pride /prīd/, n.

The story of me actually getting myself to Oakland Pride this past weekend is both short and long. It was short because I decided to march with my workplace and that was pretty much my end of the bargain.

What this version omits, however, are the finer details of me (somewhat desperately) seeking friends to go with me, because even though I am a big fan of my coworkers, I didn’t want to go through this alone.

I know/knew the LGBTQ community is/would be welcoming and inclusive, but there’s still distance between going to a large festival by yourself versus going with chosen company. Regardless of how much love and acceptance there is in a group setting, it’s still different from attending a group event with friends who already love and cherish you for being you, because they know you more intimately than strangers do. 

In the weeks leading up to Pride, I selectively asked around my friend group, seeing if anyone had any interest in joining me. Although Pride does welcome everyone across the LGBTQ community and its allies, I knew it wasn’t everyone’s cup of tea.

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Photo by Courtney Cheng

When the days began to dwindle, I became less selective and started lowering the bar of who to ask. Friends more distant, friends who I knew had attended large festivals or marches before — I asked them all. This continued up through the night before the event, which is when I sat heavily with the truth.

Barring my boyfriend (who had, bless his soul, very resolutely declared since day one that he’d change his original plans that day and go to support me), I couldn’t find anyone else to go with me. There were many reasons why the situation played out this way, and I do not blame any of my friends for their responses.

But in that moment, I could only focus on how acutely alone I felt.

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Photo by Courtney Cheng

To the best of my half-in-the-closet self’s knowledge, the queer Asian community is soft-spoken, particularly when compared to the volume of the queer black community or when located within the space of the queer community as a whole. I less often see Asians and Asian Americans allying themselves with their queer peers online than I do black or white people.

(If I’m just being naive and haven’t been looking for you folks in the right places, please call me out. I want nothing more than to be corrected on this.)

As a result — and a symptom — of my perception of the queer Asian community, I very seldom felt comfortable enough to speak out about my own identity.

My silence created a snowball effect. In choosing to remain quiet, I was also choosing to not to take advantage of the opportunities I had in college to attend LGBTQ+ events and make (more) friends in the queer community.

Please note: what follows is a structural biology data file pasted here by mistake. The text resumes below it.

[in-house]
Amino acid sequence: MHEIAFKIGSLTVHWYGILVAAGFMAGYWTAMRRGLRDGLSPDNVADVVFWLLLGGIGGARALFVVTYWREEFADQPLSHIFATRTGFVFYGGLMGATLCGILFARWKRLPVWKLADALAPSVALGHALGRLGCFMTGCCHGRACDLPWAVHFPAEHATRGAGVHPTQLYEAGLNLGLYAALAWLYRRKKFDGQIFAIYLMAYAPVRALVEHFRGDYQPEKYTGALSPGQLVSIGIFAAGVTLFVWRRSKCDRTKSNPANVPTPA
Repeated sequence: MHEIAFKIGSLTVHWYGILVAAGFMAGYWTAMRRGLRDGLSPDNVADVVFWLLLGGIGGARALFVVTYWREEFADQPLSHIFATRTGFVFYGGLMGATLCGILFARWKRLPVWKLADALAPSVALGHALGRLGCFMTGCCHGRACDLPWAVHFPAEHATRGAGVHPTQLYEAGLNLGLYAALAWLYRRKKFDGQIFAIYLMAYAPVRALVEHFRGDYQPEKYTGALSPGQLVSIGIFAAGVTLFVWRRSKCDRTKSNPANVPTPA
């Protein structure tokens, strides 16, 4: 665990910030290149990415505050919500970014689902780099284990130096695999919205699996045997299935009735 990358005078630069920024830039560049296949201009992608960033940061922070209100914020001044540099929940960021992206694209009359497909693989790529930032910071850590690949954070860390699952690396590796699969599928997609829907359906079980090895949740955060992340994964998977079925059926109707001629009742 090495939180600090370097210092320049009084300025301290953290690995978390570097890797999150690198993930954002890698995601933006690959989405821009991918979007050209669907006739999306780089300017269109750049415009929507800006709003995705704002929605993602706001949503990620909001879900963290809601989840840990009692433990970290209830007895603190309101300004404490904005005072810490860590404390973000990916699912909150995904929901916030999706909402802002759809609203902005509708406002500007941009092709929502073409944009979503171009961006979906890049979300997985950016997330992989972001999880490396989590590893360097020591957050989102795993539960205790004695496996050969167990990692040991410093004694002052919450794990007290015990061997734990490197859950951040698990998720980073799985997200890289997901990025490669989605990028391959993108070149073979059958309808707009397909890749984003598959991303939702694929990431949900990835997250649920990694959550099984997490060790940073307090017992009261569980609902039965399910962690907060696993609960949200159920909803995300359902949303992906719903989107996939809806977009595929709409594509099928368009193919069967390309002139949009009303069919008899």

I sought company instead from the internet, from the more prominent, present individuals I could find like Jen Ruggirello and Ashly Perez. But one-sided digital relationships and admiration have their limits.

In a sense, I was now paying the consequences of my past choices and silence.

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Photo by Courtney Cheng

So, this weekend, I attended my first Pride Parade and Festival with my straight male partner looking very straight-passing among the many flags of the LGTBQ+ community, varying states of (un)dress, and couples around us. Save for the tiny pin I had affixed to my shirt that morning, nothing about myself nor us together betrayed anything about my identity.

And even then — on top of my past silence and fear, and my continuing uncertainty — I still felt like I was welcomed and I belonged.

My friends know that I hate large crowds: I’m selective about the concerts I attend, and I’ve never gone to a football game. I suppose it might have confused some of my friends when I invited them to an event with guaranteed large crowds.

The crowd at Pride, however, felt comfortable and happy and just nice. Everyone I interacted with was good-natured. There were hugs, smiles, and so much love and support to be shared all around. I felt happy there.

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Photo by Courtney Cheng

Just before leaving the Festival, my boyfriend and I watched The Singing Bois perform onstage. We were a little ways away from the rest of the audience because the speakers were too loud for either of us to bear, but we still looped our arms around each others’ waists and sang along to their last song, a cover of Jason Mraz’s “I’m Yours.”

Standing on that somewhat broken sidewalk, singing the line “It’s our Godforsaken right to be loved…” with my boyfriend and many others around us, is a memory I will always hold dear.

It has taken me a long time to get here, but I feel at peace. I’m proud to be a part of this loving, accepting, inclusive community, and I hope that everyone — allies included — takes the opportunity to witness this for themselves someday.

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